10 Dutch theme parks

It’s been April 1 and that means the Dutch amusement park season is now officially open. Who needs Disneyland when you’ve got:

The Efteling (Kaatsheuvel)

It's not all rollercoasters

It’s not all rollercoasters

This popular park started off as a sports facility for Catholic youngsters and was turned into a theme park in 1951. It has some deeply impressive rollercoasters and a fair number of the original fairy tale displays, designed by artist Anton Pieck, are still there and haven’t lost their magic.  http://www.efteling.com/

Sprookjeswonderland (Enkhuizen)

Suitable for little people

Suitable for little people

For the little ones and (their nostalgic parents) – the name translates as ‘fairytale wonderland’. Delightfully cheesy and old fashioned but very charming all the same. Originally a small settlement of only a couple of kabouters or gnomes, these quickly proliferated and there is now a sizeable kabouterdorp, or village where children can see the inhabitants ply their trade.
Their movements are mostly restricted to arms going up down and heads turning from left to right but children love it all the same. There’s also a petting zoo and playground. http://sprookjeswonderland.nl/home/

Madurodam (The Hague)

Do all of the Netherlands in a day

Do all of the Netherlands in a day

Madurodam eserves a big entry in spite of its littleness. Small but perfectly formed the miniature town combines a number of important architectural  landmarks/institutions in the Netherlands. The town was completely redeveloped in 2012. You can have a go at loading a ship in Rotterdam harbour, or saving the country from flooding by closing the Oosterschelde sluice doors. It’s all very educational but fun at the same time. Try not to tread on anything. http://www.madurodam.nl/nl/

Walibi (Biddinghuizen)

We can't wait

We can’t wait

Walibi (formerly Six Flags) is the next stage after the sedate tranquility of Sprookjeswonderland when your child may want a bit more excitement. The Walibi motto is faster, harder, higher so should will fit the bill.  http://www.walibi.com/

Attractiepark Slagharen (Slagharen)

We can't show you the ponies because they are not back yet

The ponies are making a come-back

Apart from its not too blood-curdling mechanical attractions, Slagharen is really most famous for its pony rides which is what the park started out with fifty years ago. Since then the ponies have disappeared and loads of new attractions have been added. On April 24, however, the pony rides will be back. Quite how they will compete with the Jules Verne World remains to be seen. https://slagharen.com/

Duinrell (Wassenaar)

No sedate swimming here

No sedate swimming here

The posh one – given its location on the estate of the Van Zuylen van Nijevelt family,  Duinrell is  most famous for its ‘tropical swimming paradise’ named the Tikibad which has the longest water slides in the Netherlands. http://www.duinrell.nl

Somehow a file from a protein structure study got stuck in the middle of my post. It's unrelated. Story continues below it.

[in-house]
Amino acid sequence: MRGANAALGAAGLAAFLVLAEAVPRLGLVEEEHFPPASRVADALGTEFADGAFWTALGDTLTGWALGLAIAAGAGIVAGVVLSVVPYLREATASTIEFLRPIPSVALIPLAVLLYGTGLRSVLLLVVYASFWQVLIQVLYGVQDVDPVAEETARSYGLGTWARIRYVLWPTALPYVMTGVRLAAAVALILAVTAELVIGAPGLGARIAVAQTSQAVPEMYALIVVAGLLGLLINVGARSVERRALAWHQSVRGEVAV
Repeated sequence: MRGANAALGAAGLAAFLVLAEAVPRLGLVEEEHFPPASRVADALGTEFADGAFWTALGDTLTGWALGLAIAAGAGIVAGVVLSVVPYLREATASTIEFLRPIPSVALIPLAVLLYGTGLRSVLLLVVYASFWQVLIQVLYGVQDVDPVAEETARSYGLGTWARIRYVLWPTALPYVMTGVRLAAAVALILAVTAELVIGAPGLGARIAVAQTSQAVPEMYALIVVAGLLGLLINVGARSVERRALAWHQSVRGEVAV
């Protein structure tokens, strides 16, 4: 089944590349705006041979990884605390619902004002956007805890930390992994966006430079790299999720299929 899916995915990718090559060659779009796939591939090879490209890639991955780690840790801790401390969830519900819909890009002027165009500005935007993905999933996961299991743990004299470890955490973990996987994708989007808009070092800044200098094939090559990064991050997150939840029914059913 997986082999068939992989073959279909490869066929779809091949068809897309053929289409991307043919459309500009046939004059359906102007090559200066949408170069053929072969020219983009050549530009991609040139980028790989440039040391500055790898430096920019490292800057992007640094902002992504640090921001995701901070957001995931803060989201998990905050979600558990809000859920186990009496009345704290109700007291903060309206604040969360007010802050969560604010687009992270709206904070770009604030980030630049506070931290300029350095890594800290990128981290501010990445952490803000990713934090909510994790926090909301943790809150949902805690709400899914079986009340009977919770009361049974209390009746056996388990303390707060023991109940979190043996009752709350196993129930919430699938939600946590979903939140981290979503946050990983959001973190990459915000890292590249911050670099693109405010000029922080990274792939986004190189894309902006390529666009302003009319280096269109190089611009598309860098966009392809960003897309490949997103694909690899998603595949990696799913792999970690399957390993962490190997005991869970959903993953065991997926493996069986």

Julianatoren (Apeldoorn)

An amazing amount of blue sky in all these pictures

An amazing amount of blue sky in all these pictures

Julianatoren dates from 1910 and is the oldest theme park in the Netherlands. The park was named after the late queen Juliana. Slightly irreverently  the park has employed a full-time entertainer in a mouse suit named Jul in order to make things a little zippier. There’s lots of gentle rides so good for the smaller members of your household. http://www.julianatoren.nl/

Verkeerspark Assen (Assen)

Traffic jams and tickets, the driving experience is very realistic

The driving experience is very realistic

‘You’re the driver’, is this park’s motto. But, for all those aspiring young drivers out there, that doesn’t mean you can zoom around and bump into people. In fact, it is very sternly educational: children can practice on a circuit in little leg-powered cars and then do a driving test after which they get a driver’s license. There’s karting for the older children. http://www.verkeersparkassen.nl/

Avonturenpark Hellendoorn (Hellendoorn)

Yet more blue sky. Does it never rain in Holland?

Yet more blue sky. Does it never rain in Holland?

This is another theme park that started out as a quiet tea garden with some swings and things to keep the little ones happy while mother and father had tea, or a g&t.  That was in 1936 . The adventure park – no longer in the hands of the De Jong family who managed to hold on to it for two generations – is the usual mix of rides, slides and upset stomachs. www.avonturenpark.nl/

Plopsaland (Coevoorden)

Indoor attractions - so no blue sky here

Indoor attractions – so no blue sky here

The only Dutch branch of the Belgian amusement park chain dedicated to the delightful Kabouter (gnome) Plop and his friends. The ticket price depends on your height. Conveniently located next to Centreparcs – which is a Dutch invention.

There are of course lots more amusement parks in the Netherlands…. tell us your favourites.


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